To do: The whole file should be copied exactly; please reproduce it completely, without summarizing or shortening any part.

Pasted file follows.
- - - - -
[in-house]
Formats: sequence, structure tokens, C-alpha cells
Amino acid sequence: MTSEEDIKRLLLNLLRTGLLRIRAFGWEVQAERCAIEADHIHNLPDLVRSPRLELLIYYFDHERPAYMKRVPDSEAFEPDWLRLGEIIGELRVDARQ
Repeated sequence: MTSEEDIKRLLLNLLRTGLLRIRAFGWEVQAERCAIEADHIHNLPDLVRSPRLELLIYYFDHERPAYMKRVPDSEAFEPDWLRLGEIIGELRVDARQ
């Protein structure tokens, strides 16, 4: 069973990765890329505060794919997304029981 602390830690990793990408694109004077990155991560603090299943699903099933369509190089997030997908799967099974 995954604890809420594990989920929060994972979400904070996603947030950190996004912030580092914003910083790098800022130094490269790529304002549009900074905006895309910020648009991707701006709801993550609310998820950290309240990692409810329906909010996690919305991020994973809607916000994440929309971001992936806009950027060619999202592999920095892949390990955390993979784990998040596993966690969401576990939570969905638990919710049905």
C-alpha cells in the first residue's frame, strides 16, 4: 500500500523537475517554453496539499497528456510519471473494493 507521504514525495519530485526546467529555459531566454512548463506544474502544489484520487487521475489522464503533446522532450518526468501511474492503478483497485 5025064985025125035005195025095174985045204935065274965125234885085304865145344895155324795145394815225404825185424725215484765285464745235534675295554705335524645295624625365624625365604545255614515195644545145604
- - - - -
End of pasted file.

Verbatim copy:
[in-house]
Formats: sequence, structure tokens, C-alpha cells
Amino acid sequence: MTSEEDIKRLLLNLLRTGLLRIRAFGWEVQAERCAIEADHIHNLPDLVRSPRLELLIYYFDHERPAYMKRVPDSEAFEPDWLRLGEIIGELRVDARQ
Repeated sequence: MTSEEDIKRLLLNLLRTGLLRIRAFGWEVQAERCAIEADHIHNLPDLVRSPRLELLIYYFDHERPAYMKRVPDSEAFEPDWLRLGEIIGELRVDARQ
């Protein structure tokens, strides 16, 4: 069973990765890329505060794919997304029981 602390830690990793990408694109004077990155991560603090299943699903099933369509190089997030997908799967099974 995954604890809420594990989920929060994972979400904070996603947030950190996004912030580092914003910083790098800022130094490269790529304002549009900074905006895309910020648009991707701006709801993550609310998820950290309240990692409810329906909010996690919305991020994973809607916000994440929309971001992936806009950027060619999202592999920095892949390990955390993979784990998040596993966690969401576990939570969905638990919710049905």
C-alpha cells in the first residue's frame, strides 16, 4: 500500500523537475517554453496539499497528456510519471473494493 507521504514525495519530485526546467529555459531566454512548463506544474502544489484520487487521475489522464503533446522532450518526468501511474492503478483497485 5025064985025125035005195025095174985045204935065274965125234885085304865145344895155324795145394815225404825185424725215484765285464745235534675295554705335524645295624625365624625365604545255614515195644545145604